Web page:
Context parameter examples

Some practical examples for getting the most out of the context parameter

When short content like headlines, product titles or titles are translated with DeepL, there may not be enough information for the translation engine to work with to fully understand the wider context. This might be noticeable when the source content could have multiple meanings and requires additional context in order to provide the best possible translation.

With the introduction of the context parameter, you can now provide additional context for shorter pieces of source content without incurring additional translation usage.

Consider the German sentence “Die Person stand vor dem Tor”, translated into US English in the following example:

curl -X POST 'https://api.deepl.com/v2/translate' \
--header 'Authorization: DeepL-Auth-Key [your key]' \
--header 'Content-Type: application/json' \
--data '{
  "text": [
    "Die Person stand vor dem Tor."
  ],
  "target_lang": "EN-US"
}'
// "The person was standing in front of the gate."

Without any additional context, the returned translation is “The person was standing in front of the gate”. This might be correct, but what if we were at a football game?

By providing additional context, we can help the DeepL find the correct translation:

curl -X POST 'https://api.deepl.com/v2/translate' \
--header 'Authorization: DeepL-Auth-Key [your key]' \
--header 'Content-Type: application/json' \
--data '{
  "text": [
    "Die Person stand vor dem Tor."
  ],
  "target_lang": "EN-US",
  "context": "Dies ist ein Text über Fußball."
}'
//"The person was standing in front of the goal."

In another example, the correct grammatical gender to use in a translation may not be totally clear from source content. Below, the English sentence “The teacher asked the class to tidy up after they finished the lesson.” makes syntactical sense, however it does not provide clarity on which variant of the word “teacher” to use when translated. Without context the translation into German is “Lehrer”:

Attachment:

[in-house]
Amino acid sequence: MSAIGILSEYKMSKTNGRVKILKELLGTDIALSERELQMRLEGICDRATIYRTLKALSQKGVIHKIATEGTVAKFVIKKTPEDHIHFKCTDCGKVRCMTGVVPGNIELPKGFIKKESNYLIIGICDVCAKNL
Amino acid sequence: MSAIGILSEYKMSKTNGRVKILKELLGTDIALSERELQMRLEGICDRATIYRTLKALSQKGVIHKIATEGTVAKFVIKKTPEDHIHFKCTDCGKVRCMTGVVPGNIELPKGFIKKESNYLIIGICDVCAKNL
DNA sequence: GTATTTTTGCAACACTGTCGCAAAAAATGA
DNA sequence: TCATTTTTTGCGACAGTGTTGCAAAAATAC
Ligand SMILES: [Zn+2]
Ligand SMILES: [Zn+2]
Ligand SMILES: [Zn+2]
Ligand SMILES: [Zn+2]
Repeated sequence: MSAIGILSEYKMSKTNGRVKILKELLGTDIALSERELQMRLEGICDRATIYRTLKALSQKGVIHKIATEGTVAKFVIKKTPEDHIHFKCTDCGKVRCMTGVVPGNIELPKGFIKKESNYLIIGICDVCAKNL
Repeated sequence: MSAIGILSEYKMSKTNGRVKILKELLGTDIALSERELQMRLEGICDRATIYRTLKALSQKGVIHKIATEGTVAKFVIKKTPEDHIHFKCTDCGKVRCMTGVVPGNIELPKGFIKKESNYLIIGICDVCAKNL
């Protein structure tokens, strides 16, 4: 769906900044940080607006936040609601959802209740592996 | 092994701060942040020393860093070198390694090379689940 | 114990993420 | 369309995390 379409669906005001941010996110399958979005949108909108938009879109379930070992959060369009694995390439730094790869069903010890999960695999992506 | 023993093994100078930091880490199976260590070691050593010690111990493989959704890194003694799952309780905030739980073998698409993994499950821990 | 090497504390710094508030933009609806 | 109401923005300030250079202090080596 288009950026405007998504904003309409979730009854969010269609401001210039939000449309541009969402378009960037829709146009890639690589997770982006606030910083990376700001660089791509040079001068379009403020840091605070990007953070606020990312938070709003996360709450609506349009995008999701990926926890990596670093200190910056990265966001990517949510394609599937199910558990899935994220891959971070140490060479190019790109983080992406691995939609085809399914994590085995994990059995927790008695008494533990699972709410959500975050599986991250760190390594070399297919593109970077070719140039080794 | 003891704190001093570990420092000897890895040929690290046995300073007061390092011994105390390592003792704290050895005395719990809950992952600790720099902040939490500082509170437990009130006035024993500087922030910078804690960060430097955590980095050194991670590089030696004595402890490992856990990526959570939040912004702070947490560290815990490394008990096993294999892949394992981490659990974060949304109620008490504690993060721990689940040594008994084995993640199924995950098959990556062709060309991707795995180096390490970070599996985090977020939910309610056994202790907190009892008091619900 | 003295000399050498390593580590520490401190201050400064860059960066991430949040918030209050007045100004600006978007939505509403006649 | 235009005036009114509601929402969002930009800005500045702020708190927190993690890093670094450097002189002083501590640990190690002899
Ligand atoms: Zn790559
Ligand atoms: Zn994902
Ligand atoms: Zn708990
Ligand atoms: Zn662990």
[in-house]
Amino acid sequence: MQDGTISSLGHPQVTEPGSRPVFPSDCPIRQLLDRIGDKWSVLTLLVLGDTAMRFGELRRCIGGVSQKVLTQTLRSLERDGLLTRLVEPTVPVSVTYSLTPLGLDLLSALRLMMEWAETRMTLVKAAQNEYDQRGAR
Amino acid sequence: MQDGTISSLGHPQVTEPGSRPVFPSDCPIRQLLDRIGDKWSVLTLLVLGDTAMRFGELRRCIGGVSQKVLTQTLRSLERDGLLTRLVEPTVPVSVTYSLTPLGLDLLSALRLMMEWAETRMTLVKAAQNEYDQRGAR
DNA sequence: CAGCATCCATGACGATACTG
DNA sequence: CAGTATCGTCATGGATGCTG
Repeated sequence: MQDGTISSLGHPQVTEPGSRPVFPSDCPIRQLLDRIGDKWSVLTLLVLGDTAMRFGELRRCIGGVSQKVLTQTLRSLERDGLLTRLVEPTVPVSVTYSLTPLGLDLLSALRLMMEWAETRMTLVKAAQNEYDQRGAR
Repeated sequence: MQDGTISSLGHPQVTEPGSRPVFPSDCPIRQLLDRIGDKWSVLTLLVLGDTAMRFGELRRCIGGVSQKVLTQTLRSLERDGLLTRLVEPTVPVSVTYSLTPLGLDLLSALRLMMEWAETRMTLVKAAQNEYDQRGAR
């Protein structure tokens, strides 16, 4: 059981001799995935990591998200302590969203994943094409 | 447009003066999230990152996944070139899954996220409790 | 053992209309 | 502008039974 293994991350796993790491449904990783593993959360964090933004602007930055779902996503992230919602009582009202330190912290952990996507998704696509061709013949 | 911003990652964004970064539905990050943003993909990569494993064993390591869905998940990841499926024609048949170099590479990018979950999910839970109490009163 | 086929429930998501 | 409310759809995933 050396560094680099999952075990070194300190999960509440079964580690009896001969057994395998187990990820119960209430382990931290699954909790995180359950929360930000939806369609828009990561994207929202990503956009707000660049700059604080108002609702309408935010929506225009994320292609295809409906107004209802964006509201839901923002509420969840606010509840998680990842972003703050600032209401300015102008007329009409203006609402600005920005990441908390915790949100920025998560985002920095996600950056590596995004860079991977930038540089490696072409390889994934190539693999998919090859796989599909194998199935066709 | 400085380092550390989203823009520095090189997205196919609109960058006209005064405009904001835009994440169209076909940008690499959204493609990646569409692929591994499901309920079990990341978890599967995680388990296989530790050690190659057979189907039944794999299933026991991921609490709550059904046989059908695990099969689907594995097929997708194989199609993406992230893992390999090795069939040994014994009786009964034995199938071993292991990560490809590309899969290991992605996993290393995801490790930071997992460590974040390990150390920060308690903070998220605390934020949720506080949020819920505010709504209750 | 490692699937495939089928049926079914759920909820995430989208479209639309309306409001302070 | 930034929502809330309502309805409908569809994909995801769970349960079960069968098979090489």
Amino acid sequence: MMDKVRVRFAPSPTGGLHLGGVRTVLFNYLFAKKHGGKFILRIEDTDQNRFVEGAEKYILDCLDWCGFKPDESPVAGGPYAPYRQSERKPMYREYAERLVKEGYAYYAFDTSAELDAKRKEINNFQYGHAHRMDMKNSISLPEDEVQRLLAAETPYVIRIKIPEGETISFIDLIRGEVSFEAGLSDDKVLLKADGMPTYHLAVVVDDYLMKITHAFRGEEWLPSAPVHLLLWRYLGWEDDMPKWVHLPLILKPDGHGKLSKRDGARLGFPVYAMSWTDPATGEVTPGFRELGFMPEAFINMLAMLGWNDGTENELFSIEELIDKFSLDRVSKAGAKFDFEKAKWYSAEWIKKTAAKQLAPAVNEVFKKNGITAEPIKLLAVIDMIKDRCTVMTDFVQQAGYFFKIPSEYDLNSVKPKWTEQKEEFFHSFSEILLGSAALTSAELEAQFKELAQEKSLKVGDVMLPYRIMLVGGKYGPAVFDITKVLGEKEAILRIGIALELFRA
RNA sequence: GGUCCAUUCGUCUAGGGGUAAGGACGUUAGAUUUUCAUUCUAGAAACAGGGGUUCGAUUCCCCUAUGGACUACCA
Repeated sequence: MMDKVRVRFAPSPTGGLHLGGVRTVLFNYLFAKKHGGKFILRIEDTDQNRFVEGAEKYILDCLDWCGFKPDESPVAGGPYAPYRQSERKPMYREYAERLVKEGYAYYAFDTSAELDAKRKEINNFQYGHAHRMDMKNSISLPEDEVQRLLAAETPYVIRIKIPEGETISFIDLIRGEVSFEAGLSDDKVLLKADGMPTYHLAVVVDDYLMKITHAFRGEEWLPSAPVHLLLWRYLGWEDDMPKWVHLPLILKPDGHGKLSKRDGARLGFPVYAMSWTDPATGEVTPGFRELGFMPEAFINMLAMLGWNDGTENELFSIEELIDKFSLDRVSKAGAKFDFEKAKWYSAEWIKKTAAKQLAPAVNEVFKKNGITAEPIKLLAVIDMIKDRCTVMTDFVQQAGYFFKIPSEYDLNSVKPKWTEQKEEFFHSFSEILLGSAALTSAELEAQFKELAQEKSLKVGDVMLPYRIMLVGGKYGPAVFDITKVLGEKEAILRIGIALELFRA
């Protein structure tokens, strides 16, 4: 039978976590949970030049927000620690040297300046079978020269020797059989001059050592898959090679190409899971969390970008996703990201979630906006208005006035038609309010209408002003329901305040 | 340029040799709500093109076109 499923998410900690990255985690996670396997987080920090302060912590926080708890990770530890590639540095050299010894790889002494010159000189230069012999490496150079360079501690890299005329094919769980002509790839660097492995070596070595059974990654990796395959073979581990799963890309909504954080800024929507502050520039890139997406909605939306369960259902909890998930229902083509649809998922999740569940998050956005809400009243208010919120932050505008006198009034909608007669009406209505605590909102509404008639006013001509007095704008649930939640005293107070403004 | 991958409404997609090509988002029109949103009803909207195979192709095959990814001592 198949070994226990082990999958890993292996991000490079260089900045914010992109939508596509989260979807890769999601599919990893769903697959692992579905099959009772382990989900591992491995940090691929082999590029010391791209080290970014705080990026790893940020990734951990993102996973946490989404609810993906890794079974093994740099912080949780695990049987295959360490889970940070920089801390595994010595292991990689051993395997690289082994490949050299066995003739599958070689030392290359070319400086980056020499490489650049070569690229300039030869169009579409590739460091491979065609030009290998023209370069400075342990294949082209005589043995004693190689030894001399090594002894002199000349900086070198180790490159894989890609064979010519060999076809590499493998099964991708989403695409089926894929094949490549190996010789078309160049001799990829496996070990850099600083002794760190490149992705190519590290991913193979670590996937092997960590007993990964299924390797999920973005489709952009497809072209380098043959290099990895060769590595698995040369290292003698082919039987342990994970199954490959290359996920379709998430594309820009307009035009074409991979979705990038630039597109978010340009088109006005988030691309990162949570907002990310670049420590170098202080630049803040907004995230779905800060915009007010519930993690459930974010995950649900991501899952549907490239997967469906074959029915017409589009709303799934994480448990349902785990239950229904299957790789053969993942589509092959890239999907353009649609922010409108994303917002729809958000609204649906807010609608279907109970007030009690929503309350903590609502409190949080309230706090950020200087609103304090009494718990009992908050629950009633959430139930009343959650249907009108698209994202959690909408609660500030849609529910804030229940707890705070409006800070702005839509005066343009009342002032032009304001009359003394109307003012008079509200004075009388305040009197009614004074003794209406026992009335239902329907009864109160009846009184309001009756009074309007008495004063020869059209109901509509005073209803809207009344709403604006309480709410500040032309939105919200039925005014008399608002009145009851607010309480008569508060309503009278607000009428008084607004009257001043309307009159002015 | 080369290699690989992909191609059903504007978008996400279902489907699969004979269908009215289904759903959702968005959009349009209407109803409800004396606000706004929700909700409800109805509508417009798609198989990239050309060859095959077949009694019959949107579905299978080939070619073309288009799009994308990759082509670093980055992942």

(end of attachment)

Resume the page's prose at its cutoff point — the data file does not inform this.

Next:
curl -X POST 'https://api.deepl.com/v2/translate' \
--header 'Authorization: DeepL-Auth-Key [your key]' \
--header 'Content-Type: application/json' \
--data '{
  "text": [
    "The teacher asked the class to tidy up after they finished the lesson."
  ],
  "target_lang": "DE"
}'
//"Der Lehrer bat die Klasse, nach der Stunde aufzuräumen."

By providing more context describing the teacher, we can help DeepL get to a more accurate translation, without adding more to the source content:

curl -X POST 'https://api.deepl.com/v2/translate' \
--header 'Authorization: DeepL-Auth-Key [your key]' \
--header 'Content-Type: application/json' \
--data '{
  "text": [
    "The teacher asked the class to tidy up after they finished the lesson."
  ],
  "target_lang": "DE",
  "context": "She did not want to use her own time tidying up."
}'
////"Die Lehrerin bat die Klasse, nach der Stunde aufzuräumen."

As you can see, even with a little additional information provided by the context parameter (in the same style as the text being translated), the overall translation accuracy is improved - including grammar and syntax.

Learn more about using the context parameter in the text translation API reference.

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